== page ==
From the time I published my first poem until I began a freelance writing career, more than fifty years passed. If anything, that was my "long haul." Now that I have time to write, read about writing, and learn about the publishing industry, I feel engaged in the adventure of a lifetime.
One of my lifetime scriptures is Isaiah 40:31, "They that wait upon the Lord shall renew their strength. They shall mount up on wings like eagles. They shall run and not be weary. They shall walk and not faint." Whether "long haul" or "adventure," THAT is the secret to being able to finish the trip.
>It would seem that keeping our head out of the clouds will be critical. Yes, we want to dance with the Muse but not let our wings melt in the hot sun or we'll come crashing to the ground.
Anyone can write. And now with technology, anyone can share their words with the world.
If we want to pursue traditional publishing, we need to do our homework and be aware of the economic and competitive realities. If we are reasonable, I believe we'll be blessed beyond reason and this will be lasting indeed.
>I think taking a break can help writers stay in for the long haul. I hear "write every day" repeated so often but I think really and truly if you do much of anything everyday you'll eventually burn out. God gave us a day of rest and called it good. I think knowing your limits will help you long term.
>Interesting question, Rachelle. I liked the comments about developing and maintaining professional respect/integrity. And the importance of relationships, in general, cannot be over-hyped. Surviving without knowing your goals and motivation seems to be asking for trouble. Being a lifelong learner reaps benefits in every aspect of life.
However, the thing that popped into my head was pretty straightforward. To increase my chances of being in this for the long haul: DO NOT QUIT!
The market, agents, editors, publishers, the strained and evolving publishing process, Mom, critics, the people who think someday they'll write a book, etc. all have opinions about your writing future. But if you want to be in it for the long haul, then don't quit…no matter what…all things are possible.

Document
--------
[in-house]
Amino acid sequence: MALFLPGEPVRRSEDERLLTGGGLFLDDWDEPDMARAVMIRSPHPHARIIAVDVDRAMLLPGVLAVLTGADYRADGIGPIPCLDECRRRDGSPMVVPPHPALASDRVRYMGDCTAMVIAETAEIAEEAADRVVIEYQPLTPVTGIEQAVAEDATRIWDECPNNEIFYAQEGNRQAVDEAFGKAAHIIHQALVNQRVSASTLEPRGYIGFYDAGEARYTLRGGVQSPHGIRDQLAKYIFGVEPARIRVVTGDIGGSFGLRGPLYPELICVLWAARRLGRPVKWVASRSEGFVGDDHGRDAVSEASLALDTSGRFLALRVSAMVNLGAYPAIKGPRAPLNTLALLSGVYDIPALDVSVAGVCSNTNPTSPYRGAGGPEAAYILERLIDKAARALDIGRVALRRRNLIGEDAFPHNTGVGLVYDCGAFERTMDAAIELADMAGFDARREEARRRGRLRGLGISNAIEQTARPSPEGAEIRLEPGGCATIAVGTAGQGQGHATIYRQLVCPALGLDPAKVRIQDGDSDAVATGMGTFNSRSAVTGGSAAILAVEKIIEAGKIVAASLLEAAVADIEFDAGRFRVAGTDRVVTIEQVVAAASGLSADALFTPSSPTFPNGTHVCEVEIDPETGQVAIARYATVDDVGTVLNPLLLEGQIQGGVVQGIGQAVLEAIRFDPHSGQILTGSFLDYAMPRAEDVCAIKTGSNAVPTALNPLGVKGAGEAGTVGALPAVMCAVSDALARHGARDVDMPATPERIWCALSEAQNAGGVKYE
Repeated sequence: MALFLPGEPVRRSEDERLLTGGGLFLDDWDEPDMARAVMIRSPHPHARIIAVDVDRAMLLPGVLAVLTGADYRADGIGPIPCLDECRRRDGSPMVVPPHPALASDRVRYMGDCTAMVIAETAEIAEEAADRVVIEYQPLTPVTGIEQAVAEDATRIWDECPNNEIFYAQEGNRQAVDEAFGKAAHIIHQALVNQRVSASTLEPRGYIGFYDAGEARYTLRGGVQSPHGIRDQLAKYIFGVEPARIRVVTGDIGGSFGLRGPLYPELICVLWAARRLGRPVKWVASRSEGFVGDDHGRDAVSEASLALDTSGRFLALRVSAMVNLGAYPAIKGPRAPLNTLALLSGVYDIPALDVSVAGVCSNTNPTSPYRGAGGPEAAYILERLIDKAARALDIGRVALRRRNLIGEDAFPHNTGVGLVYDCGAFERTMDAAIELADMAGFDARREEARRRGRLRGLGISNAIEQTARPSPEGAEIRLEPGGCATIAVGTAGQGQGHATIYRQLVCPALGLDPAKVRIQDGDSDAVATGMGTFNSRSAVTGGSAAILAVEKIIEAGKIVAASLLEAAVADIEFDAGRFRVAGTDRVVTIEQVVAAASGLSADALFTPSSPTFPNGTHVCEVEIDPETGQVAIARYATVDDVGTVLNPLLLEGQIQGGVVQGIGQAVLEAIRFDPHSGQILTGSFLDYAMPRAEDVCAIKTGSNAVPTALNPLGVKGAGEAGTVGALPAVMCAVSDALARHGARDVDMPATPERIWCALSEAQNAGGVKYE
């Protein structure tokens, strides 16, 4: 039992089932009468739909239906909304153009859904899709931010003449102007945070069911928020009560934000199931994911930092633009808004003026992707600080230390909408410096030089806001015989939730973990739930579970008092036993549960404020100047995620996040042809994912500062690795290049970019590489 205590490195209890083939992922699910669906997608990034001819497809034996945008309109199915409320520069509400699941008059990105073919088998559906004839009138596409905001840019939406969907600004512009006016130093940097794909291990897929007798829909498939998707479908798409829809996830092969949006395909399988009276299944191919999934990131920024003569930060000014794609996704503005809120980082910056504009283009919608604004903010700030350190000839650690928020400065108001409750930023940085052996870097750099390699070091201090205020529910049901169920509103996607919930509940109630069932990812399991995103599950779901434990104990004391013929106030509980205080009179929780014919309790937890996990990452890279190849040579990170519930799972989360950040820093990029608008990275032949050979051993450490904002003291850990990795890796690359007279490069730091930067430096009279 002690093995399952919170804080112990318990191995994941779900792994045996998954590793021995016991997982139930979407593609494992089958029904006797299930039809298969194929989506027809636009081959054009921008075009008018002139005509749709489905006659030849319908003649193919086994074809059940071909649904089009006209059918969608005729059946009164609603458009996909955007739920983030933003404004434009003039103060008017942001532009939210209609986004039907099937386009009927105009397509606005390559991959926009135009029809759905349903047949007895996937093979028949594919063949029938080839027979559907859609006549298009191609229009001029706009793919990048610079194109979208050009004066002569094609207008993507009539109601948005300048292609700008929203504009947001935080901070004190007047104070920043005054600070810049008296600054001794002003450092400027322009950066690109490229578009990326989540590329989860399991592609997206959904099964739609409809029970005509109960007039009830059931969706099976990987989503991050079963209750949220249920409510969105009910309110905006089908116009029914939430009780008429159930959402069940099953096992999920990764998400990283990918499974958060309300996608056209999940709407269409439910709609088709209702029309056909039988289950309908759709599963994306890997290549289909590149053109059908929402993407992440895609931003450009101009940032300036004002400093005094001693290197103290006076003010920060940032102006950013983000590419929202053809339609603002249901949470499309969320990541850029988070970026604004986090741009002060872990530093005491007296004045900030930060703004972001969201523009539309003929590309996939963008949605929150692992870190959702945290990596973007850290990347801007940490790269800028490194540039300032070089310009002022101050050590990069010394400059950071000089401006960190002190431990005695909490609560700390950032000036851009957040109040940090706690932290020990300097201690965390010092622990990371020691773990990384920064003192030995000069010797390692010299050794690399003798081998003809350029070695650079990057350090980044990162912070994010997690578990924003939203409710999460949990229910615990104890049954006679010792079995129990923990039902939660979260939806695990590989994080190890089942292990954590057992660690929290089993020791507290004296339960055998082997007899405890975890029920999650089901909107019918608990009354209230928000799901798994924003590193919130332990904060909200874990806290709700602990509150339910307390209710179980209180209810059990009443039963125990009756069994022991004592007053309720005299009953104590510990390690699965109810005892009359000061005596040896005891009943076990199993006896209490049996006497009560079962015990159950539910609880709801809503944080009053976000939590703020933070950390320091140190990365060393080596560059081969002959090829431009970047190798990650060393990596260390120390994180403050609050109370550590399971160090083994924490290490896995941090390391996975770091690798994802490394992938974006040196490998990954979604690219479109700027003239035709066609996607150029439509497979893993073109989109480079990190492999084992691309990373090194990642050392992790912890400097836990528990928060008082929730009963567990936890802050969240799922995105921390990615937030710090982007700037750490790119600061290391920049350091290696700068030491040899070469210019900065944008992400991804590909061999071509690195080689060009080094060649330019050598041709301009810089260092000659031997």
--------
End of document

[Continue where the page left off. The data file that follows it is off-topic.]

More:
>I've always wanted to write, and when I began on my own I quit after writing my first draft of my first novel. It was so overwhelming, and shameful, to me to want to be a writer, mostly due to my family's sentiments about it.
When I began a book called The Artist's Way, by Julia Cameron, it changed my life. It's about removing roadblocks to being a productive, creative individual.
Things that I've picked up from Saint Julia, personal experience, and other blogs include:
1. Avoid crazymakers like the plague. Crazymakers are people that love drama, and also love to create situations that force you to put your life on hold so that you can play a part. They can be anyone, including friends, family, critics, etc.
2. Recognize anxiety and fear, which often manifest themselves as anger, depression, and discouragement.
3. Success at writing will never make you happy.
4. If you fail, which we all will at some point, realize that it's just one more thing that you know won't work. Blaming others will never help.
5. Avoid blocked creative people like the plague. They love to tear down those whom they deem more successful.
>I love the post. And while I have very selfish motivations for you being in this for the long haul, I also want to work with people who are looking for the best in others, their work, and themselves. My biggest lesson in all this is to stop giving the same weight to reviewers on Amazon as I do to my agent, publisher, critique group and husband. That is the key for me.